2. Nutrient Absorption: Kefir, being a fermented dairy product, contains probiotics that can contribute to a healthy gut microbiome. These beneficial bacteria may support gut health and potentially improve digestion. ACV, on the other hand, is often associated with acetic acid content. As the main component of ACV, the acetic acid may have effects on digestion and blood sugar control. It’s important to note that the effects of kefir and ACV on nutrient absorption can differ from person to person.
3. Stomach Friendly: Kefir is often considered more stomach-friendly due to its probiotic content. The probiotics in kefir can support a healthy gut microbiome and improve digestion, which may help alleviate digestive issues. ACV, when consumed in excessive amounts or on an empty stomach, can potentially cause stomach irritation or acid reflux in some individuals.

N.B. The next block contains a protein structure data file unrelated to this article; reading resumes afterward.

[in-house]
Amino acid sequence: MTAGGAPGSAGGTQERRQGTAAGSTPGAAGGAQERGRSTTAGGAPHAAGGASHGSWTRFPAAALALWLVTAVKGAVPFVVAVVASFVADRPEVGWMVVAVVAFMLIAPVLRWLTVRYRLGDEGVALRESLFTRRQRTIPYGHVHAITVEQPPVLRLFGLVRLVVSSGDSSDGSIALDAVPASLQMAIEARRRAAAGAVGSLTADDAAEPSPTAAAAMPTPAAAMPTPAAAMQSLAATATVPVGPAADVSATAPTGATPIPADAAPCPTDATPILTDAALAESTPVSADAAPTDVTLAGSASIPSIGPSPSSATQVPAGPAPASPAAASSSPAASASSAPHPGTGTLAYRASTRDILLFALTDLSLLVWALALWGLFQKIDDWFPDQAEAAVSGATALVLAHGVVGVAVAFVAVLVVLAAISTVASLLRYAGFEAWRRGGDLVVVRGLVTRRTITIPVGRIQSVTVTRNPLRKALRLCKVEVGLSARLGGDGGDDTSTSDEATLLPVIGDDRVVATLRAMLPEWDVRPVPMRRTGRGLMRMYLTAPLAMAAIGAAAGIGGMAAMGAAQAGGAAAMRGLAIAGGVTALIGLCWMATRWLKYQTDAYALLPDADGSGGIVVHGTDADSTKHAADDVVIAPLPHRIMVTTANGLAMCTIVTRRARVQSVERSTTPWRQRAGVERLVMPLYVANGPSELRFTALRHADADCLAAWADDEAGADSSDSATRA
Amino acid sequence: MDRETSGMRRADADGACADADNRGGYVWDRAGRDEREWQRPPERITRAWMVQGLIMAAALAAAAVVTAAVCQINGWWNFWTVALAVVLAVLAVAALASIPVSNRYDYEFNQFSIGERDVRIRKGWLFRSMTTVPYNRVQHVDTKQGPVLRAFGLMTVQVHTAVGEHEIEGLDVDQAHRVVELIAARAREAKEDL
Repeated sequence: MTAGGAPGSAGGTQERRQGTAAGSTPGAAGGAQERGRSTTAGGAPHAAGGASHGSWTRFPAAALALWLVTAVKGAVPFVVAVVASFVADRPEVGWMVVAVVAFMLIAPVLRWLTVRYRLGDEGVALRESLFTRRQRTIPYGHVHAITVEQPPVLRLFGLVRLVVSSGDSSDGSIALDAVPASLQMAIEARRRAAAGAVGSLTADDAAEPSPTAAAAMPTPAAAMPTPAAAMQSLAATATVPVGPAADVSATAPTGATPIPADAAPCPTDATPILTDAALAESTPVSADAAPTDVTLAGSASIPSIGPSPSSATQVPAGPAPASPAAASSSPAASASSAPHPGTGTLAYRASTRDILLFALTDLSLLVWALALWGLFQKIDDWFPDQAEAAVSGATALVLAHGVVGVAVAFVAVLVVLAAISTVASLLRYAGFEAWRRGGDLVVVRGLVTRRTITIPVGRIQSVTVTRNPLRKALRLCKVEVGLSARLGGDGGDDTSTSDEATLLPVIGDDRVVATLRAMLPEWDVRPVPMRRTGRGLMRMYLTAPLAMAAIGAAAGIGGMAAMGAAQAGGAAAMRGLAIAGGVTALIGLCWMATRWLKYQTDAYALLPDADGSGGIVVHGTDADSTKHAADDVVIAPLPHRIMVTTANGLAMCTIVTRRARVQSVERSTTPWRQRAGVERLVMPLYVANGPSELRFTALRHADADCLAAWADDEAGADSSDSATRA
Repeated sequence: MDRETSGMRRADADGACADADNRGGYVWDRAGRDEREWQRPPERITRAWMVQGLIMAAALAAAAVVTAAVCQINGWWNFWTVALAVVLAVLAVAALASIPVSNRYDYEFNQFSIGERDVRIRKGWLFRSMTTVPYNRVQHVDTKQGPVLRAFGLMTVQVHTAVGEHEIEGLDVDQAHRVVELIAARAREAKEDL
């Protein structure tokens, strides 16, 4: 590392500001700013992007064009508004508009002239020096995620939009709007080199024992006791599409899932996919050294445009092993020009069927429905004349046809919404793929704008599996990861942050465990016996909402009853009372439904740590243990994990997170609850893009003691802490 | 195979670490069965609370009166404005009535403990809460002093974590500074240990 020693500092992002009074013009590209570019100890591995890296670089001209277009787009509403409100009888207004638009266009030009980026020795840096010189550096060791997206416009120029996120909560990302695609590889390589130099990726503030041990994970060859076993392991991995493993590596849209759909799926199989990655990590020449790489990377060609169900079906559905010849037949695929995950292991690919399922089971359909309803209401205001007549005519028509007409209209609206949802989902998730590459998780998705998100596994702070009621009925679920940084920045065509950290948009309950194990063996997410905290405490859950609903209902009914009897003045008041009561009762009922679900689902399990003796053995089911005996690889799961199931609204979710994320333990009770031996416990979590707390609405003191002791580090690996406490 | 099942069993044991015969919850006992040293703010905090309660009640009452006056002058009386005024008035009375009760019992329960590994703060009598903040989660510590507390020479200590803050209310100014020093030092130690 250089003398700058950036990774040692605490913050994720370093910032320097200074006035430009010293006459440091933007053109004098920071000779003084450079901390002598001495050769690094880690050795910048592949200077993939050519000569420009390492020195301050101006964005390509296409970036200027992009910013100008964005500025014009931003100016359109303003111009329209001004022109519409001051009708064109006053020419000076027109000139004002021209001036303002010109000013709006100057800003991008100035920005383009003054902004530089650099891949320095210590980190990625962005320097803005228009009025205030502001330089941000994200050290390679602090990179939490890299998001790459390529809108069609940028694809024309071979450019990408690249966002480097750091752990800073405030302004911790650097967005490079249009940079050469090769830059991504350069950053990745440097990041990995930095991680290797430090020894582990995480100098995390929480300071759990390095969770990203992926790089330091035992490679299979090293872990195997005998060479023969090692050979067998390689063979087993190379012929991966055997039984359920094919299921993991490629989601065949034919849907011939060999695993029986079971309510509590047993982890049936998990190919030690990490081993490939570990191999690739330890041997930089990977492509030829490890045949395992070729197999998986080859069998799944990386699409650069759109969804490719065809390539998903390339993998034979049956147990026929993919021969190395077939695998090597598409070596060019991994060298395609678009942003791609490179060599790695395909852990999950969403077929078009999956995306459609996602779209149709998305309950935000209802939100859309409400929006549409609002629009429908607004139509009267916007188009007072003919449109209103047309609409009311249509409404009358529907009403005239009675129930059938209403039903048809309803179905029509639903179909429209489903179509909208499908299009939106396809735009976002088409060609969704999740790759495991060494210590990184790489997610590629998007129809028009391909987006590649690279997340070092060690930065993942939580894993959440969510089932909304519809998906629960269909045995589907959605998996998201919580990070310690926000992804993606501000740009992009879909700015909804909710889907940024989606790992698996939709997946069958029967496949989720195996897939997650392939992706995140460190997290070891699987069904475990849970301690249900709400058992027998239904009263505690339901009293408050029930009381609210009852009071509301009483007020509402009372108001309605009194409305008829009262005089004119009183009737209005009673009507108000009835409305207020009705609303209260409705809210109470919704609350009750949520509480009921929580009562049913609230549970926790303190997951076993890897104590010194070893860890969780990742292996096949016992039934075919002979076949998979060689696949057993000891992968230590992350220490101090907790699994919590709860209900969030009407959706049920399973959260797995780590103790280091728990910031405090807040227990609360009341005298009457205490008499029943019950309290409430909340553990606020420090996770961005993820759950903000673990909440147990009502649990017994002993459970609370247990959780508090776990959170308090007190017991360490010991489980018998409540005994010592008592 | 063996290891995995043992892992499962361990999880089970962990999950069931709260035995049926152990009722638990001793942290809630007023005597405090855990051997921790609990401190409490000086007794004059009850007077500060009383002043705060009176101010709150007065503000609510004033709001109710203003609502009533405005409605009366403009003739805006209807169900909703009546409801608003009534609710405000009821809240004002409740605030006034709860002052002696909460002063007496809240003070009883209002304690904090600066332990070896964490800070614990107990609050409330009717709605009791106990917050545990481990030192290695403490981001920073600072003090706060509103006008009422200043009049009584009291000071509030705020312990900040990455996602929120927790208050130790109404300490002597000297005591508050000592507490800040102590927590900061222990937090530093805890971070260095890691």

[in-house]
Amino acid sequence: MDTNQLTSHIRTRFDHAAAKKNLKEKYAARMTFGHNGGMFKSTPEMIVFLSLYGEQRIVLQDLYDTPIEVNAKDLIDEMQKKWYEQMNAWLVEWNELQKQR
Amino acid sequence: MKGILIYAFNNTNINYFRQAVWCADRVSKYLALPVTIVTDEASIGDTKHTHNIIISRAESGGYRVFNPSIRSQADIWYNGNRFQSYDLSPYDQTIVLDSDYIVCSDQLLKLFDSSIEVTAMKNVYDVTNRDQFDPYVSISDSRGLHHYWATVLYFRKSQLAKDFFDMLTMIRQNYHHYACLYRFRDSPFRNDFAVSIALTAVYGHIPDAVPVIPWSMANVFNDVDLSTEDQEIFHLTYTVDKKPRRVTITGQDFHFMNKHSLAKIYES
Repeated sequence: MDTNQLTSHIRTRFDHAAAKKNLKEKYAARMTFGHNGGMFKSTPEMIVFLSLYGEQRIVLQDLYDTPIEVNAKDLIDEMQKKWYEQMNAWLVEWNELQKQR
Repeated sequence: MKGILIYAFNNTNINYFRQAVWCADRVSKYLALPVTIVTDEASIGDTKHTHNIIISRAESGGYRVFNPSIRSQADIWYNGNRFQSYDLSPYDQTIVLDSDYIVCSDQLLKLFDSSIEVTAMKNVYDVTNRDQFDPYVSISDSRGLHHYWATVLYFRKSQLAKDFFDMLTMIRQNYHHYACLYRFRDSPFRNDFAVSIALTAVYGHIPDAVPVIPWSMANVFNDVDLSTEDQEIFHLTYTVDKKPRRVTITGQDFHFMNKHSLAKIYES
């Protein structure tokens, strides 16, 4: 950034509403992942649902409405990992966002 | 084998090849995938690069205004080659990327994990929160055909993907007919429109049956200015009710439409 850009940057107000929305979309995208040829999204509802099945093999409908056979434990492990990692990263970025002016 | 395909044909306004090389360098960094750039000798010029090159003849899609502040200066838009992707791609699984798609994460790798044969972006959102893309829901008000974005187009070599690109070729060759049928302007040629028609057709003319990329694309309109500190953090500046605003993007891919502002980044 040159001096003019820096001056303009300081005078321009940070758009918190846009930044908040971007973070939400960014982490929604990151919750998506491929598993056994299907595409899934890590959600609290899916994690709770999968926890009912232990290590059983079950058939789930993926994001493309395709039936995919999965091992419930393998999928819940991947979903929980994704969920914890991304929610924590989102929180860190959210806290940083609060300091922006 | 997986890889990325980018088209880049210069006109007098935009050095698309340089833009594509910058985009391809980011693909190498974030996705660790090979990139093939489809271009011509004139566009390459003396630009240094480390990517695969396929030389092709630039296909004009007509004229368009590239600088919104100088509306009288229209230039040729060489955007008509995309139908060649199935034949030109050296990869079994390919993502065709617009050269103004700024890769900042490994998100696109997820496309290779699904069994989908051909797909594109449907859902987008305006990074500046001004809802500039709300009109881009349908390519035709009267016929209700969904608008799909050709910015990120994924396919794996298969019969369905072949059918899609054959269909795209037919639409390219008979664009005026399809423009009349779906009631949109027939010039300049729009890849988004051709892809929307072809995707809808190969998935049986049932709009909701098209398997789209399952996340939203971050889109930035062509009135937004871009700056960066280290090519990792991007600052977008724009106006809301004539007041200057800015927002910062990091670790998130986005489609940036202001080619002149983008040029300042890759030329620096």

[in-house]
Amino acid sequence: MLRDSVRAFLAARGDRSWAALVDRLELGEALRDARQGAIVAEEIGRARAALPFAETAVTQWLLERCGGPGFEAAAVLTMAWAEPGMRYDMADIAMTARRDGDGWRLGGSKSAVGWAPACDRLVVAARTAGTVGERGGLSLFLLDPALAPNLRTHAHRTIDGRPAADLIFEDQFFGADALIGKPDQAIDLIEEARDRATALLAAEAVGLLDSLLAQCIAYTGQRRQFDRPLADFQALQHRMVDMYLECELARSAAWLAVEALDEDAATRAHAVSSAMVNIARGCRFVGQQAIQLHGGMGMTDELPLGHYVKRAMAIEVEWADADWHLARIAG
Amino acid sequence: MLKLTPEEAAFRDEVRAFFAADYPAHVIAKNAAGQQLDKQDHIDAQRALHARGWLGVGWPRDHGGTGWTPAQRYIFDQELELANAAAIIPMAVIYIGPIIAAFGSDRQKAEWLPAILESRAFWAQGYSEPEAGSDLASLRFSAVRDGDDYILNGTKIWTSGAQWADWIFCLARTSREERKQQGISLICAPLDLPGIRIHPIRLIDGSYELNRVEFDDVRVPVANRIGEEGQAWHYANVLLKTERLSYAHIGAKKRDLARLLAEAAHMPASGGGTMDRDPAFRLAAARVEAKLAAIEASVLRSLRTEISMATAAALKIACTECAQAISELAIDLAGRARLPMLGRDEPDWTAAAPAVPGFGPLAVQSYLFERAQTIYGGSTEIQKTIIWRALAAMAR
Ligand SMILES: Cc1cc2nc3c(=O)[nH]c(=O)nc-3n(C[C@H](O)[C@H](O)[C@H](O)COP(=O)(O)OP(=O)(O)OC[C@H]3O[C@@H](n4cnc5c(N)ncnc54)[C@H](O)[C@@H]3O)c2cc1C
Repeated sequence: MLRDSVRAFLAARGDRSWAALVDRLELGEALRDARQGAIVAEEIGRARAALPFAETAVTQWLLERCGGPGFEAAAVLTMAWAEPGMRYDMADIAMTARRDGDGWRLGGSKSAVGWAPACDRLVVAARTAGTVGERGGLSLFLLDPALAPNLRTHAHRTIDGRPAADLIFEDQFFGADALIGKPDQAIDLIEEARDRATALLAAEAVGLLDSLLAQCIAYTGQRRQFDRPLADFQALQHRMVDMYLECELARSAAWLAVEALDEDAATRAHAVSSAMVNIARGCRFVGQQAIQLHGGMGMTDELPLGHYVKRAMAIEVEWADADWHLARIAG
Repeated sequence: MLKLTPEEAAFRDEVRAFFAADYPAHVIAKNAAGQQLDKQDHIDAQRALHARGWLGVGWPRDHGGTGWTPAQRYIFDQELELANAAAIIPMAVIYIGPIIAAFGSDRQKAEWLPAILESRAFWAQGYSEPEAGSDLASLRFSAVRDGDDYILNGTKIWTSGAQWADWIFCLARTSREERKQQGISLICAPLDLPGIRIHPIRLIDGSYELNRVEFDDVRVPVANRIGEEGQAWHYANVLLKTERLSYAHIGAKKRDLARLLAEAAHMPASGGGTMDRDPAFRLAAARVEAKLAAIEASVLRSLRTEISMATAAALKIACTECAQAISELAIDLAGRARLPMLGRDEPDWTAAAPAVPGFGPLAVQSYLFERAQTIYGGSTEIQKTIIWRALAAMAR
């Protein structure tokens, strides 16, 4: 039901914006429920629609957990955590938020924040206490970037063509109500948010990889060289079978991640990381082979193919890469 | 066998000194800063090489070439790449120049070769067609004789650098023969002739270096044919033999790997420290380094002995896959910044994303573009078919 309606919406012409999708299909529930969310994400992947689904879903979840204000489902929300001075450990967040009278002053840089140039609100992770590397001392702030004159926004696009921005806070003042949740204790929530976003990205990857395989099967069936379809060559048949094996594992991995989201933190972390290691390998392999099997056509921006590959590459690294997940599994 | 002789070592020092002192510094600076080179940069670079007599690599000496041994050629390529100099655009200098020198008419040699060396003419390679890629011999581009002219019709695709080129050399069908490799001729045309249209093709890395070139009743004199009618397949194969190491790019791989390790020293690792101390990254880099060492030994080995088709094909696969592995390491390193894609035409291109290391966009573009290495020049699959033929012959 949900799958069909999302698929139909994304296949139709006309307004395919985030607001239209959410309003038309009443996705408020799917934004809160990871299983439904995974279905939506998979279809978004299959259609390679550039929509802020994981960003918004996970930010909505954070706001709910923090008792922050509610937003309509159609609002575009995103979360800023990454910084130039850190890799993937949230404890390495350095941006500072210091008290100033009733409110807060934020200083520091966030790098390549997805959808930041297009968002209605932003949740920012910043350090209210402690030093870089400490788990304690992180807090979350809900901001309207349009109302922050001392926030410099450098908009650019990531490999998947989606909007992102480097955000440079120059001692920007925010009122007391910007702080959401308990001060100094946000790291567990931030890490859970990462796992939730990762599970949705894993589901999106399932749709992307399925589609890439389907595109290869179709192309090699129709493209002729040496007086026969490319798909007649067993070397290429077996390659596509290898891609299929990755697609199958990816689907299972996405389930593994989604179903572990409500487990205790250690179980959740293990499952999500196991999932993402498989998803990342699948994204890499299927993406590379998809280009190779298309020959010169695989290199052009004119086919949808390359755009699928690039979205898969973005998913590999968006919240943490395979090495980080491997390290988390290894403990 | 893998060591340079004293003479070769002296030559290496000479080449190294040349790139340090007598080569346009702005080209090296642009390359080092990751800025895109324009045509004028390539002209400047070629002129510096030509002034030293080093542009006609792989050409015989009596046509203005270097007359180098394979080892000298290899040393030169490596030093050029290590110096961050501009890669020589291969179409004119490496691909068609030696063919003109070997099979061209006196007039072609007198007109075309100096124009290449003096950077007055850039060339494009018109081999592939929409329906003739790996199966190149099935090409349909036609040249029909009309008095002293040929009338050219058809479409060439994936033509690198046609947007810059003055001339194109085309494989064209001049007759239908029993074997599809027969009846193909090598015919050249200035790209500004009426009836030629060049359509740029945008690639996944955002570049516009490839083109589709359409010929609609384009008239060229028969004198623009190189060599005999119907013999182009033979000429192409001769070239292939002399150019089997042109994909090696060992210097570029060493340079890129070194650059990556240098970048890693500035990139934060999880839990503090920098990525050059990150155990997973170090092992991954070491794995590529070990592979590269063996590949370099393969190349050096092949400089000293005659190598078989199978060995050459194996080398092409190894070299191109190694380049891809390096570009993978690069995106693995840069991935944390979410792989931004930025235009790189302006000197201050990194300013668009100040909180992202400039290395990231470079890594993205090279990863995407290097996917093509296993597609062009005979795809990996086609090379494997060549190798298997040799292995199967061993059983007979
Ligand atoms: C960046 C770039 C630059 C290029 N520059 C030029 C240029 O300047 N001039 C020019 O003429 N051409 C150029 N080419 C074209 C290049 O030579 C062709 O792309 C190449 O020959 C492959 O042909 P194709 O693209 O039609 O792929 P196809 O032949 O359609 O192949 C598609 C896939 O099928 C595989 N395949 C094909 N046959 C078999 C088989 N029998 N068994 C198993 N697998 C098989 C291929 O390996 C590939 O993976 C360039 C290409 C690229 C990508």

4. Better For Teeth: ACV has acidic properties and prolonged or undiluted consumption may have a negative impact on tooth enamel. It is recommended to dilute ACV or rinse the mouth with water after consuming it to minimize potential dental issues. Kefir, on the other hand, does not have the same acidic properties and is not known to have a detrimental effect on teeth.
5. Less Allergic: Kefir may pose a higher risk of triggering allergies or intolerances compared to ACV. Kefir is typically made from milk, and individuals with milk allergies or lactose intolerance may experience adverse reactions. ACV, being derived from apples, is generally considered safe for individuals with milk allergies or lactose intolerance.